'Pac-Mans' make interesting pets, with proper care

Posted: Sunday, June 15, 2003

Far from being warm and fuzzy, frogs are considered a favorite among exotic pet owners, and the horned frog is a popular pet for many amphibian enthusiasts.

Horned frogs are from South America, where they are known as "escuerzos" and have generated many tales of frog folklore among the Native people, most of which involve fear and superstition.

These tales can possibly be attributed to the short temper and insatiable appetite of these rotund amphibians.

Often called the "Pac-man" frog because of its voracious appetite, it is not uncommon for horned frogs to try and eat prey as big or bigger than they are.

They also are one of the few frog species that will attack and bite when they feel threatened. Since horned frogs are almost all mouth, have jaws like a vice and have numerous "teeth-like" studs, their bite is a formidable defense weapon.

In captivity, these frogs settle down quickly and rarely attempt to bite the hand that feeds them, unless they mistake it for their usual prey of insects and mice.

There is significant variation among the color and marking patterns of horned frogs. Most are a shade of lime green. Some are very dark brown to an almost black shade. Others are a rusty-orange to a mostly cream color. There are albino specimens as well.

There also is a degree of variation to the fleshy projections or "horns" above the eyes of this frog. Some horns are nothing more than a slightly raised nub, while other specimens have prominent peaks above each eye.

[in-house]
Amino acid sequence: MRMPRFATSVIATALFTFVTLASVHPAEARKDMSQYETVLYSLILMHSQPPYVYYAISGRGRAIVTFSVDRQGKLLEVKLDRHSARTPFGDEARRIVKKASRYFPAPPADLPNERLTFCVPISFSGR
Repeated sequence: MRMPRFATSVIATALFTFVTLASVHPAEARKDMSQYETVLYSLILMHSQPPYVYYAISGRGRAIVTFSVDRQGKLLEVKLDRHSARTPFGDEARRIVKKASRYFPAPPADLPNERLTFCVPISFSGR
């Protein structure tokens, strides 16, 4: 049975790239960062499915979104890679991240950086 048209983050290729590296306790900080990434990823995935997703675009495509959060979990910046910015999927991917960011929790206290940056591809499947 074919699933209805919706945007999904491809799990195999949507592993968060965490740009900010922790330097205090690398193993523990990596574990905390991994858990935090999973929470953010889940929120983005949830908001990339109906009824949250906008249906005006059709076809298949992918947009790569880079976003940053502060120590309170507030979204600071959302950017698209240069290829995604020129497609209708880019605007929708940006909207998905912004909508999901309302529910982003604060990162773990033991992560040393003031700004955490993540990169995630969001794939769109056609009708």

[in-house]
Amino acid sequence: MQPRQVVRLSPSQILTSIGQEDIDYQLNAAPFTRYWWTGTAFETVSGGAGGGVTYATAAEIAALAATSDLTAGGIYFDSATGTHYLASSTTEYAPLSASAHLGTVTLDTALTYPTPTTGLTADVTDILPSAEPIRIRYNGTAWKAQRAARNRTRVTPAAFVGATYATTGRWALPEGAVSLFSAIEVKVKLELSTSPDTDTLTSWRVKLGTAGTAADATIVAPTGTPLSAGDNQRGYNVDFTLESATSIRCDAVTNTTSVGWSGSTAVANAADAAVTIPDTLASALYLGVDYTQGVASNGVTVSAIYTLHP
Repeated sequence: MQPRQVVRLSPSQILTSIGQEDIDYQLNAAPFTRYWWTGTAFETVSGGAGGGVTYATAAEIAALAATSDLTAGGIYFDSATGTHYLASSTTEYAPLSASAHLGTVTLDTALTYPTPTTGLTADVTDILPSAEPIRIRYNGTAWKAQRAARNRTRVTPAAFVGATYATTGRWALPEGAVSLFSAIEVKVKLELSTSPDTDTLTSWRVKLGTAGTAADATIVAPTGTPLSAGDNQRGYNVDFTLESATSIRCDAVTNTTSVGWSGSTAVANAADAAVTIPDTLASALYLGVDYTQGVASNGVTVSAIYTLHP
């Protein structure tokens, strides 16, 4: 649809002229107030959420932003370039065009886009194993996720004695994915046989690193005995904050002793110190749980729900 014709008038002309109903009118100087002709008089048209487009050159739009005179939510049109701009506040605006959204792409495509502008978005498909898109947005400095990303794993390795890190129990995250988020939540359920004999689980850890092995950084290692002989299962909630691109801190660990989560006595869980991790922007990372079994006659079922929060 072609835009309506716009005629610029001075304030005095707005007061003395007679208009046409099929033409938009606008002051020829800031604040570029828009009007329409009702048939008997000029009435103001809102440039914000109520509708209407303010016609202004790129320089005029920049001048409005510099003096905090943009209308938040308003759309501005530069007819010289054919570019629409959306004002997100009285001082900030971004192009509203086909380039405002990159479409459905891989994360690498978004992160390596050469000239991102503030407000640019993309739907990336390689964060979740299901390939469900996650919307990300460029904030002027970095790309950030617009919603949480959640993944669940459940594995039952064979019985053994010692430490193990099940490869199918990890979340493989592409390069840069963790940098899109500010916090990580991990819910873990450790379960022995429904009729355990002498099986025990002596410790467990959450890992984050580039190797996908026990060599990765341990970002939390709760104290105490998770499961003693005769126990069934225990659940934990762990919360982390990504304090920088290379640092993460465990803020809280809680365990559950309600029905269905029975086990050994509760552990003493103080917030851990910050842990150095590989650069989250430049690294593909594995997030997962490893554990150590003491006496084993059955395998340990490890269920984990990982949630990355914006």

Their care in captivity is not difficult compared to some other amphibian species. Frogs can be maintained in a glass or plastic aquarium or sweater box.

High water quality is critical to horned frogs, as it would be for any species of frog since they absorb water, "drink," through their skin.

The tricky part is that the frogs urinate and defecate in the same water they drink from, so frequent water changes are essential to maintaining a healthy pet.

Tap water is generally not advised for frogs, since it usually contains chlorine and can burn or kill them. Bottled water is preferred, but never use distilled or purified water.

Frogs should be able to safely climb in and out of their water source. If the sides of the water bowl are to high, they may not be able to get in, or if they do get in, they may become trapped there. If it's too deep, they may drown.

Substrate can consist of sphagnum moss or soil. Whatever substrate is chosen, make sure it, like the water, is frequently changed since it will absorb urine and bacteria that can be harmful.

Gravel should be avoided because small amounts can accidentally be consumed and lead to a blockage in the frog's digestive system, eventually resulting in death.

One final note to remember is to house these frogs individually and not in groups. They are a sit-and-wait predator, which means they will hide or lie still until something moves in front of them, at which point they will pounce. Frogs kept together will often fall victim to cannibalism from a cage mate.

Joseph Robertia is a reporter for the Peninsula Clarion. He has worked with wildlife and domestic animals for more than 10 years as a veterinary technician, a zoo keeper, and most recently as a zoologist for the Wildlife Conser-vation Society. He welcomes any pet-related questions or story ideas, but please none of a veterinary nature. Ideas and questions can be sent to his attention by e-mail at clarion@alaska.net.



CONTACT US

  • Switchboard: 907-283-7551
  • Circulation and Delivery: 907-283-3584
  • Newsroom Fax: 907-283-3299
  • Business Fax: 907-283-3299
  • Accounts Receivable: 907-335-1257
  • View the Staff Directory
  • or Send feedback

ADVERTISING

SUBSCRIBER SERVICES

SOCIAL NETWORKING

MORRIS ALASKA NEWS